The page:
Reyes will have tests on Monday and it could take up to 48 hours for doctors to receive the results. Reyes is not expected to take part in any physical activity while he is gone.
"We're going to be conservative," Mets general manager Omar Minaya said.
The thyroid is a gland in the neck that produces hormones that help control metabolism.
Doctors cleared Reyes to play Friday after he took a follow-up blood test to one conducted during his physical. However, Minaya said team doctors in New York wanted to take a closer look at the speedy infielder and pulled him out of pregame stretching.
"I know he wants to play bad, but he's going to play enough," manager Jerry Manuel said after the Mets' 4-3 loss to the Florida Marlins. "There's no doubt in my mind that he's going to play. I know he's anxious to get out there."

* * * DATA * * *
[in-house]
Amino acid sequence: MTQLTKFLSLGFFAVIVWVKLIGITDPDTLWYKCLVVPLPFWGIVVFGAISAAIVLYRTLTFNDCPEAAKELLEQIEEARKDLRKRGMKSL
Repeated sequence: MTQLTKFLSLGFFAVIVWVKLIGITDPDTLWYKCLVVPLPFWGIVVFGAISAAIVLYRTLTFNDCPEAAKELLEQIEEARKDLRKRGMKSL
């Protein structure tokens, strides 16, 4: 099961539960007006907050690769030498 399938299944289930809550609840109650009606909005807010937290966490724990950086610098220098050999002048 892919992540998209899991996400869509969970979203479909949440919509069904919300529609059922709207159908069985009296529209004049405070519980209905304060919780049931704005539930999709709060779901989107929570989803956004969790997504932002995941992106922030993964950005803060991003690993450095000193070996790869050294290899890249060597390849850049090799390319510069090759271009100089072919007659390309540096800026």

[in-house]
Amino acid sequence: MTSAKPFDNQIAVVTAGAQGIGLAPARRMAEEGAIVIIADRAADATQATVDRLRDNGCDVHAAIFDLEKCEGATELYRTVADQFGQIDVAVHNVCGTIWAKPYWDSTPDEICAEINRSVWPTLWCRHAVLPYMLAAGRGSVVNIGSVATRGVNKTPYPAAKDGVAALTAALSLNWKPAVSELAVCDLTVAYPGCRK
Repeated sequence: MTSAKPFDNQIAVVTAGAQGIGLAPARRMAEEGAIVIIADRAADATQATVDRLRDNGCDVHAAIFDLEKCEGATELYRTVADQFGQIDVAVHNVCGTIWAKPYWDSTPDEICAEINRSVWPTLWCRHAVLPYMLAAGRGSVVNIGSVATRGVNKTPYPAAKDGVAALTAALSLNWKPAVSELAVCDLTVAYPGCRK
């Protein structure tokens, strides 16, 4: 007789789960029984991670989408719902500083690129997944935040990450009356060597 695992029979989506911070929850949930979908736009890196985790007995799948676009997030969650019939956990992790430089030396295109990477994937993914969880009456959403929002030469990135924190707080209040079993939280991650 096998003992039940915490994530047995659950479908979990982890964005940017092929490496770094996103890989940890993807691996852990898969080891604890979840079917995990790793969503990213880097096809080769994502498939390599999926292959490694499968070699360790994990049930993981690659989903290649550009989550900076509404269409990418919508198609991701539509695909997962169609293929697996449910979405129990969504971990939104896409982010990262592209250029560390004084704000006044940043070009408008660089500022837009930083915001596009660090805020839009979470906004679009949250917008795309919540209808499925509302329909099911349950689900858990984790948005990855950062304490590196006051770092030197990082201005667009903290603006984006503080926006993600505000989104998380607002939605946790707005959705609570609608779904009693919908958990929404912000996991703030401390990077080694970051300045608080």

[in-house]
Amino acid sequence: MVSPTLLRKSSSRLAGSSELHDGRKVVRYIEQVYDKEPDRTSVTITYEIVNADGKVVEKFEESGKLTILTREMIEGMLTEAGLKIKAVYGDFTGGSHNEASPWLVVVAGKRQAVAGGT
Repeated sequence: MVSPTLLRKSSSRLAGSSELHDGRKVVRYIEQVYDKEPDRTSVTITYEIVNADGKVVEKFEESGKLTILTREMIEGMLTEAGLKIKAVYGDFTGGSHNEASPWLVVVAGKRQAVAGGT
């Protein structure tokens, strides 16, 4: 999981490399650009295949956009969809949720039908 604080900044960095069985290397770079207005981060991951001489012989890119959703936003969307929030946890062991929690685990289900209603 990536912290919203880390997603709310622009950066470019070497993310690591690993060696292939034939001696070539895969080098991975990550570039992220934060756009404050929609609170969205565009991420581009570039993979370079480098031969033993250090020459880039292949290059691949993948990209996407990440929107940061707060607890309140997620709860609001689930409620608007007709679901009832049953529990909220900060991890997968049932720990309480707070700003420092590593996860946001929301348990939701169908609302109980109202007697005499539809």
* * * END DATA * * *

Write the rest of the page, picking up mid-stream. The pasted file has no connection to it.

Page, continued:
Reyes appeared in only 36 games last season because of a hamstring injury, which Reyes said has healed. The Mets have discussed moving him from the leadoff spot to third in the lineup while outfielder Carlos Beltran recovers from offseason knee surgery.
Reyes said he felt fine and has not experienced any dizziness, fatigue or any other symptoms of a thyroid problem. He said he was anxious to find out what is happening.
"We're not talking about my leg, nothing like that, we're talking about my health," he said, "so I have to be concerned about it."
Reyes said this is the first time an imbalance was found in a blood test, and maintained that he does not feel "haunted" by injuries after being summoned to New York.
"I don't want to say unlucky because leg-wise everything feels good," he said. "But this is different. We're not talking about an injury on the field."